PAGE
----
In Gündlischwand about 127 or (48.3%) of the population have completed non-mandatory upper secondary education, and 11 or (4.2%) have completed additional higher education (either university or a Fachhochschule). Of the 11 who completed tertiary schooling, 72.7% were Swiss men, 18.2% were Swiss women.[10]

The Canton of Bern school system provides one year of non-obligatory Kindergarten, followed by six years of Primary school. This is followed by three years of obligatory lower Secondary school where the students are separated according to ability and aptitude. Following the lower Secondary students may attend additional schooling or they may enter an apprenticeship.[16]

During the 2010-11 school year, there were a total of 31 students attending classes in Gündlischwand. There was one kindergarten class with a total of 9 students in the municipality. The municipality had one primary class and 16 students. During the same year, there was one lower secondary class with a total of 6 students.[17]

As of 2000, there were 5 students in Gündlischwand who came from another municipality, while 4 residents attended schools outside the municipality.[15]


Zweilütschinen railway station

The Zweilütschinen railway station is on the Berner Oberland Bahn, whose trains operate services to Interlaken Ost, Grindelwald and Lauterbrunnen on an hourly or half-hourly frequency.[18][19]

Zweilütschinen is the operating centre of the Berner Oberland Bahn, with its depot and workshop adjacent to the station.


  1. ^ a b Arealstatistik Standard - Gemeindedaten nach 4 Hauptbereichen
  2. ^ a b Swiss Federal Statistical Office - STAT-TAB, online database – Ständige und nichtständige Wohnbevölkerung nach institutionellen Gliederungen, Geburtsort und Staatsangehörigkeit (in German) accessed 30 August 2017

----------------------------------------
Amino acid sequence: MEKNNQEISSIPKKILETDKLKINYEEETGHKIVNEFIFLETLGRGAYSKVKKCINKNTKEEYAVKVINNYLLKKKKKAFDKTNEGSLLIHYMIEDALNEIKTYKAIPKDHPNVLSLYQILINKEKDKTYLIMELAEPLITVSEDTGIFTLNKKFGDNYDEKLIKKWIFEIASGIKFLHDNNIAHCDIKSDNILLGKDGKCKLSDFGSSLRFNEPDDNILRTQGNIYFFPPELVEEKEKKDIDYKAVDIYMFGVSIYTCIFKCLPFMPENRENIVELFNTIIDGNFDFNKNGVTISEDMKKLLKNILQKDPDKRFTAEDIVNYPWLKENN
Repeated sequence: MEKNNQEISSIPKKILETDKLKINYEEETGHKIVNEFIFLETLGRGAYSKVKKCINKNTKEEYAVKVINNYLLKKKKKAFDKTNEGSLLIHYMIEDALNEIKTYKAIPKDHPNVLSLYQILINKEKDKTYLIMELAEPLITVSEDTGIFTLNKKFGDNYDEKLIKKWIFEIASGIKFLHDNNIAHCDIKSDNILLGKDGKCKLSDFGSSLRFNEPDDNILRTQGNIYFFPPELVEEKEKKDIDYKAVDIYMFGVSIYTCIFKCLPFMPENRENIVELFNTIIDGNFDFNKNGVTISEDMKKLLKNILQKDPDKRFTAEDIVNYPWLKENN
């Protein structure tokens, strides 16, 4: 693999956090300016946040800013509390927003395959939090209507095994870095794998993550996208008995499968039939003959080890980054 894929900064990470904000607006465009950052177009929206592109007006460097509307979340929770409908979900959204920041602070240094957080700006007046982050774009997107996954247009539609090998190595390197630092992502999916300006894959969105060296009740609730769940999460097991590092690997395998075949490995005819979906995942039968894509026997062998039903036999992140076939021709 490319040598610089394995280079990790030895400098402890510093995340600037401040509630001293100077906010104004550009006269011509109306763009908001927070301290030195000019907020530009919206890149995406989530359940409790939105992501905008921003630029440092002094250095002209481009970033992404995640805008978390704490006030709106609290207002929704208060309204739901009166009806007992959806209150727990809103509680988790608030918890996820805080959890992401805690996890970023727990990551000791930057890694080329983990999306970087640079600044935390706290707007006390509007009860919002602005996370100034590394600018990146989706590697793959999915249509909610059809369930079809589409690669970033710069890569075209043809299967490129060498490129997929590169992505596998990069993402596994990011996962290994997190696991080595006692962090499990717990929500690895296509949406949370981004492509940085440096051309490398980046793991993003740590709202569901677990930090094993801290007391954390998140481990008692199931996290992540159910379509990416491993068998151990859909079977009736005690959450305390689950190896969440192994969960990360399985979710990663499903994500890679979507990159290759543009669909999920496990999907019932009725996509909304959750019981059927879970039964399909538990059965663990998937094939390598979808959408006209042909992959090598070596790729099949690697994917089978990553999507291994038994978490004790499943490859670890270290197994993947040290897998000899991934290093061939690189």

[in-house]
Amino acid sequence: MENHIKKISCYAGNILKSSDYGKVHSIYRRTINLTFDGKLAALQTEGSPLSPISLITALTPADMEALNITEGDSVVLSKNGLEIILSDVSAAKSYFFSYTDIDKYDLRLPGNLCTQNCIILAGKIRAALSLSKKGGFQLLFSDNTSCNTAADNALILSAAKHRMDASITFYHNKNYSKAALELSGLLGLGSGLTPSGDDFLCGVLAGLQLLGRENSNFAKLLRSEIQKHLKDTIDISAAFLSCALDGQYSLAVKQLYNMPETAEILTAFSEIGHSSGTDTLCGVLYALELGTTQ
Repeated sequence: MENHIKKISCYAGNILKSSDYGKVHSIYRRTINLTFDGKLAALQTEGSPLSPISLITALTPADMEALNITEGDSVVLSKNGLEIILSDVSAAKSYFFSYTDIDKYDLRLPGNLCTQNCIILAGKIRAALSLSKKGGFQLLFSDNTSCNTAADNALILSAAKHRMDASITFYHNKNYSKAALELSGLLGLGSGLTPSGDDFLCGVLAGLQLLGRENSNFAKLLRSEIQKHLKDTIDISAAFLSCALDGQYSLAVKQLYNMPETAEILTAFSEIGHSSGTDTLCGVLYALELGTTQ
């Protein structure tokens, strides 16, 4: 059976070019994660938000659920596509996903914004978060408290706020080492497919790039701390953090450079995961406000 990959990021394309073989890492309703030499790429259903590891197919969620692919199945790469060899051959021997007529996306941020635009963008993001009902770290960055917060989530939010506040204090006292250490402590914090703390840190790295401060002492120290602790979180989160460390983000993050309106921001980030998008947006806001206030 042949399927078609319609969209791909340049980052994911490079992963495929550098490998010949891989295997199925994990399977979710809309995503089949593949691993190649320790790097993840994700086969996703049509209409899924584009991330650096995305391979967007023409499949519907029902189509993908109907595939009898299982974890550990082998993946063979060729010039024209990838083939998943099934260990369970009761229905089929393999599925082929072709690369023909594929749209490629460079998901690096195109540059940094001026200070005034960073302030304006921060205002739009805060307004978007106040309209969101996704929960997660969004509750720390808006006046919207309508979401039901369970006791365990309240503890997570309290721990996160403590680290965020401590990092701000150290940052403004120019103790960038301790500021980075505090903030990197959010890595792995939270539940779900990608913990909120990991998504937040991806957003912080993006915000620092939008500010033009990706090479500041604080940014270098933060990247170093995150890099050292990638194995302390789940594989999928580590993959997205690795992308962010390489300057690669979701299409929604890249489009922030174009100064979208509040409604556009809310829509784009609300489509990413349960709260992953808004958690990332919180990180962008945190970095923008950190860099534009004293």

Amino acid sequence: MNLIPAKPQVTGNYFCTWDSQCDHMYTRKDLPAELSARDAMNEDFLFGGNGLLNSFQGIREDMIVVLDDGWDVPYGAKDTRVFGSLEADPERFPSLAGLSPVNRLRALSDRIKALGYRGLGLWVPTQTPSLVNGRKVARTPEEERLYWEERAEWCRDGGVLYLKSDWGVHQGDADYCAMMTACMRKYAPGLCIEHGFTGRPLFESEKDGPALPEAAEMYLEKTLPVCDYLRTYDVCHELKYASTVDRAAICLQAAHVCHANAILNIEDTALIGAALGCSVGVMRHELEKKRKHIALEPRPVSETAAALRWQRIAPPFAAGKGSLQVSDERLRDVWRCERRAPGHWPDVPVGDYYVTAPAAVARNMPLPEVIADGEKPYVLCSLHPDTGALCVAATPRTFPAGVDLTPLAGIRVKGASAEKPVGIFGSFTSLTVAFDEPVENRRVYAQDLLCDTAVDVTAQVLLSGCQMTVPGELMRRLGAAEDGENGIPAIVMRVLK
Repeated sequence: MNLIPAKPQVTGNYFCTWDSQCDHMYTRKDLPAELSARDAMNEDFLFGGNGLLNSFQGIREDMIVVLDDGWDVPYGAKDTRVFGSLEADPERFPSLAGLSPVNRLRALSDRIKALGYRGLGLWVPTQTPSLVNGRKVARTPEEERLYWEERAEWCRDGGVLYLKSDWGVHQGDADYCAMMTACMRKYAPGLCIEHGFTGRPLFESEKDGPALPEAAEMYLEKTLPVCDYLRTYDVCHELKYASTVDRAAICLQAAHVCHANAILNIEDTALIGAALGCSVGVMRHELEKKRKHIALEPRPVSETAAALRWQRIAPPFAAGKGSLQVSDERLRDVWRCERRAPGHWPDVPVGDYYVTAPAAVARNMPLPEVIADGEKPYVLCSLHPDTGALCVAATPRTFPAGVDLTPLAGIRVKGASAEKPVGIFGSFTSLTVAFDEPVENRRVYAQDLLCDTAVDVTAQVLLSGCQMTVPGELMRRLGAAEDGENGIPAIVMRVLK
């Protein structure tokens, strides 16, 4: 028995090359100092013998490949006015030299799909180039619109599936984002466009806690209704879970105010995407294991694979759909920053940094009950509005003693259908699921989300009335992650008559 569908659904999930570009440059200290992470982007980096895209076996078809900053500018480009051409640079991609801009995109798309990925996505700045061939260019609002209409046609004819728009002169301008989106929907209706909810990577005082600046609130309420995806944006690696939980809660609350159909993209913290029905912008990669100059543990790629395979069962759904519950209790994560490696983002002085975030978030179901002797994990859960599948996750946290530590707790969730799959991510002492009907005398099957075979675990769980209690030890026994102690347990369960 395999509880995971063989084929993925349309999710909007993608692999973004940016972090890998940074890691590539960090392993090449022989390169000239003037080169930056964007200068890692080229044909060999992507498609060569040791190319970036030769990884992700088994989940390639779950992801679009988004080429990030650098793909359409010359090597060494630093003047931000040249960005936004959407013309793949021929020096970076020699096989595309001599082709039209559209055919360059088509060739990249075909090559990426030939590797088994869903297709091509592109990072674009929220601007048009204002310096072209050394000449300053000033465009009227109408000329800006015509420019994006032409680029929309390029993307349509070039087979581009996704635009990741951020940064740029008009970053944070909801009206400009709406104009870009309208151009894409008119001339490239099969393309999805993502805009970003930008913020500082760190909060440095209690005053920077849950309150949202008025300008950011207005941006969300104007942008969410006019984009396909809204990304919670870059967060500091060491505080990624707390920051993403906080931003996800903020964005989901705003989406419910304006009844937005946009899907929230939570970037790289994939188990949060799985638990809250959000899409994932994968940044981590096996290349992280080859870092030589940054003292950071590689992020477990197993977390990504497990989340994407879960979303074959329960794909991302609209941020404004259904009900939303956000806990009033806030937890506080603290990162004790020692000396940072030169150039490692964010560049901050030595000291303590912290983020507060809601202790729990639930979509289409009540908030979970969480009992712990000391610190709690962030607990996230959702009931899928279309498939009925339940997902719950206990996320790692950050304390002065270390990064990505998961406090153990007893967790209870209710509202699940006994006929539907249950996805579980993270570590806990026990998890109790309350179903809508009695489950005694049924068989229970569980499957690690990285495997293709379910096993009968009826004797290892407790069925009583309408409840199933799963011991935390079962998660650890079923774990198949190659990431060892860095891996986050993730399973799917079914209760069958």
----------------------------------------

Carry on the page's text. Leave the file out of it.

3. ^ a b c d Gündlischwand in German, French and Italian in the online Historical Dictionary of Switzerland.
  4. ^ map.geo.admin.ch (Map). Swiss Confederation. Retrieved 2014-10-13. 
  5. ^ a b Swiss Federal Statistical Office-Land Use Statistics 2009 data (in German) accessed 25 March 2010
  6. ^ Nomenklaturen – Amtliches Gemeindeverzeichnis der Schweiz (in German) accessed 4 April 2011
  7. ^ Flags of the World.com accessed 21-March-2013
  8. ^ a b Statistical office of the Canton of Bern (in German) accessed 4 January 2012
  9. ^ a b c d Swiss Federal Statistical Office accessed 21 March 2013
  10. ^ a b c d e STAT-TAB Datenwürfel für Thema 40.3 - 2000 Archived 2014-04-09 at the Wayback Machine. (in German) accessed 2 February 2011
  11. ^ Swiss Federal Statistical Office STAT-TAB - Datenwürfel für Thema 09.2 - Gebäude und Wohnungen Archived 2014-09-07 at the Wayback Machine. (in German) accessed 28 January 2011
  12. ^ Swiss Federal Statistical Office STAT-TAB Bevölkerungsentwicklung nach Region, 1850-2000 Archived 2014-09-30 at the Wayback Machine. (in German) accessed 29 January 2011
  13. ^ Swiss Federal Statistical Office 2011 Election Archived 2013-11-14 at the Wayback Machine. (in German) accessed 8 May 2012
  14. ^ Swiss Federal Statistical Office STAT-TAB Betriebszählung: Arbeitsstätten nach Gemeinde und NOGA 2008 (Abschnitte), Sektoren 1-3 Archived 2014-12-25 at the Wayback Machine. (in German) accessed 28 January 2011
  15. ^ a b Swiss Federal Statistical Office - Statweb Archived 2012-08-04 at Archive.is (in German) accessed 24 June 2010
  16. ^ EDK/CDIP/IDES (2010). Kantonale Schulstrukturen in der Schweiz und im Fürstentum Liechtenstein / Structures Scolaires Cantonales en Suisse et Dans la Principauté du Liechtenstein (PDF) (Report). Retrieved 24 June 2010. 
  17. ^ Schuljahr 2010/11 pdf document(in German) accessed 4 January 2012
  18. ^ "Interlaken–Lauterbrunnen–Wengen–Kleine Scheidegg–Jungfraujoch" (PDF). Bundesamt für Verkehr. Retrieved 2013-01-28. 
  19. ^ "Interlaken–Grindelwald–Kleine Scheidegg–Jungfraujoch" (PDF). Bundesamt für Verkehr. Retrieved 2013-01-28. 

External links[edit]